This now becomes a problem of economics, and it is one which has plagued philosophers since the dawn of thought - what is the fairest way to apportion wealth, possessions and temporal control. In recent history, this problem has emerged again and again as the spark which has ignited popular revolutions the world over. Marx, and the various forms of socialism which followed him, was perhaps the greatest innovator over the past two hundred years in solving this problem; however, he failed, and in the end all forms of socialism succeeded in merely shifting the wealth to a new breed of privileged elite. Kibbutzim also attempted to solve this problem, and they also failed. This problem exists globally - Africa is an entire continent where people are starving in their millions, while many in the West have long since forgotten what it means to be hungry.

 

Yosef created the economic framework which is the basis of modern capitalist states. Firstly, he ensured that there was a system whereby everyone received their minimal needs - food, shelter, etc. - which would be provided by the state. However, in order to encourage private enterprise, he did not institute a state-paid salary; rather, above and beyond what the state provided for him, each individual would keep a percentage of his profits. The more production, the more profit. Today you have an income-tax system whereby welfare and other communal needs are funded. This balance between a state-controlled welfare system and a free-market economy is something which all Western nations today are trying to achieve.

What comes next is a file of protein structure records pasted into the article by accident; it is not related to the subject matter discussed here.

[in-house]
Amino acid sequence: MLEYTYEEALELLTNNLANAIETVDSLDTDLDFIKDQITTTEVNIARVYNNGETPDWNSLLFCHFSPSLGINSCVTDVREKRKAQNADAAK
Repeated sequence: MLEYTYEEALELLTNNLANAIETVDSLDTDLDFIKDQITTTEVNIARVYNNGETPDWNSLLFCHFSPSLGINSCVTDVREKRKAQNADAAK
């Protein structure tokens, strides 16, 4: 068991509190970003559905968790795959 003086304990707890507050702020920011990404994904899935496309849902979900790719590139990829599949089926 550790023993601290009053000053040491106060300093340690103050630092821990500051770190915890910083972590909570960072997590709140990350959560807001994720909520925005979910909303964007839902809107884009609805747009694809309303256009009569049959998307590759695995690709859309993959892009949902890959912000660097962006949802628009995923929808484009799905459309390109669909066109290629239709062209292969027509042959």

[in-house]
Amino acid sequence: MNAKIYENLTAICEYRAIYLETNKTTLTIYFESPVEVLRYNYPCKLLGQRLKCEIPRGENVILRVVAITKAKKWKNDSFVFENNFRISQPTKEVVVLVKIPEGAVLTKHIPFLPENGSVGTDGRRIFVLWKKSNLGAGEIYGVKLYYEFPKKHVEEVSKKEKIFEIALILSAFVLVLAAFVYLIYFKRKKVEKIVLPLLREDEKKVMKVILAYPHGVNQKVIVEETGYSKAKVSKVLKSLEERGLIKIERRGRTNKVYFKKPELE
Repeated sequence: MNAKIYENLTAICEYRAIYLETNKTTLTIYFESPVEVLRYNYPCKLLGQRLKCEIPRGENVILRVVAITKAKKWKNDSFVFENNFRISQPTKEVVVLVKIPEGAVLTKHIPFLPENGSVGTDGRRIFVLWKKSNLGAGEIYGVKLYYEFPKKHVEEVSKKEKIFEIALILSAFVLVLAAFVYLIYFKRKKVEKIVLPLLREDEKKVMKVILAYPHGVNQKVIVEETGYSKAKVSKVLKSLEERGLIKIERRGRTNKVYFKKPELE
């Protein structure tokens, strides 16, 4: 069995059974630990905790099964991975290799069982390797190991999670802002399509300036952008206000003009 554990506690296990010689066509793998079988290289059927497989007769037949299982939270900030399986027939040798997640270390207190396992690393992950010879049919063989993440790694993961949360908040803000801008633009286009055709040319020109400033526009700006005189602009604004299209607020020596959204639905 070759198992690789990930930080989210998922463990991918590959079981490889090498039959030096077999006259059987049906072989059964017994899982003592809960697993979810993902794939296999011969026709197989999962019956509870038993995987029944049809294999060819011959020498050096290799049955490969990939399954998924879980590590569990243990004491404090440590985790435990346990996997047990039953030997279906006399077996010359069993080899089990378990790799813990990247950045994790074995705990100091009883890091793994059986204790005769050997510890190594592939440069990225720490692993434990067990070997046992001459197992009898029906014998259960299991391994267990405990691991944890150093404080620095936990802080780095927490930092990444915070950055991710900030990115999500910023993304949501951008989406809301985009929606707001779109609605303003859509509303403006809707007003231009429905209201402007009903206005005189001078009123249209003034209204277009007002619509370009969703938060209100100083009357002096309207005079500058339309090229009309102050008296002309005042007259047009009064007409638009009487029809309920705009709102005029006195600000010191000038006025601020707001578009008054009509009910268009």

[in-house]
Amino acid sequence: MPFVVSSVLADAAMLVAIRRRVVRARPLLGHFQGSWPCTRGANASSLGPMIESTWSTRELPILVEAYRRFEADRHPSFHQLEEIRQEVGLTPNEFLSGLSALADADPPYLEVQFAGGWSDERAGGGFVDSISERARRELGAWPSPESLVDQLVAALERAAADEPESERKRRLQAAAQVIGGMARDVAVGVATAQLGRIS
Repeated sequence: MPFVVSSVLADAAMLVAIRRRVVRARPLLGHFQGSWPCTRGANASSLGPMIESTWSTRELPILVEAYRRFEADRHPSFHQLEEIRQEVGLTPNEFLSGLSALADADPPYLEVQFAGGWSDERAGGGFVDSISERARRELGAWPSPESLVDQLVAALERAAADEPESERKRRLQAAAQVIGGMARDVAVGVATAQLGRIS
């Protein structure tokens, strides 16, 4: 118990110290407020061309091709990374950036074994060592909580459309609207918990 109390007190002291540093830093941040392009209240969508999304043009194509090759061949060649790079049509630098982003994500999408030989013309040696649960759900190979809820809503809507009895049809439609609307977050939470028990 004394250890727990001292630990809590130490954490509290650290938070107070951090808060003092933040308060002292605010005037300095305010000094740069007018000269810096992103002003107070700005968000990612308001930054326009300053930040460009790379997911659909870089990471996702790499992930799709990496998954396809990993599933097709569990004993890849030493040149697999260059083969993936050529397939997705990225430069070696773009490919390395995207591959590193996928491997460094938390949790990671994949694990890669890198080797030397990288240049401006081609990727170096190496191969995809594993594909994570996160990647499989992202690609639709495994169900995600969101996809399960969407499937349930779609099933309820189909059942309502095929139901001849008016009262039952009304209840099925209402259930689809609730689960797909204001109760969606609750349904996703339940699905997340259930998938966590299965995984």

Yosef's advice reaches down to us today. In Israel, this problem exists and it is growing every month. We fret day in and day out about the spiritual state of Am Yisrael, but how often do we think about the plain physical needs of so many of our brothers and sisters who lack even bare necessities? We must internalize this idea - first and foremost in order to rectify Am Yisrael's situation (both physical and spiritual). Only then will we be able to fulfill our spiritual destiny both internally, becoming a "holy nation," and externally, becoming a "kingdom of priests" who light the way for the reof the world.

 

 

(This sicha was originally delivered on Leil Shabbat, Parashat Miketz 5757 [1996].)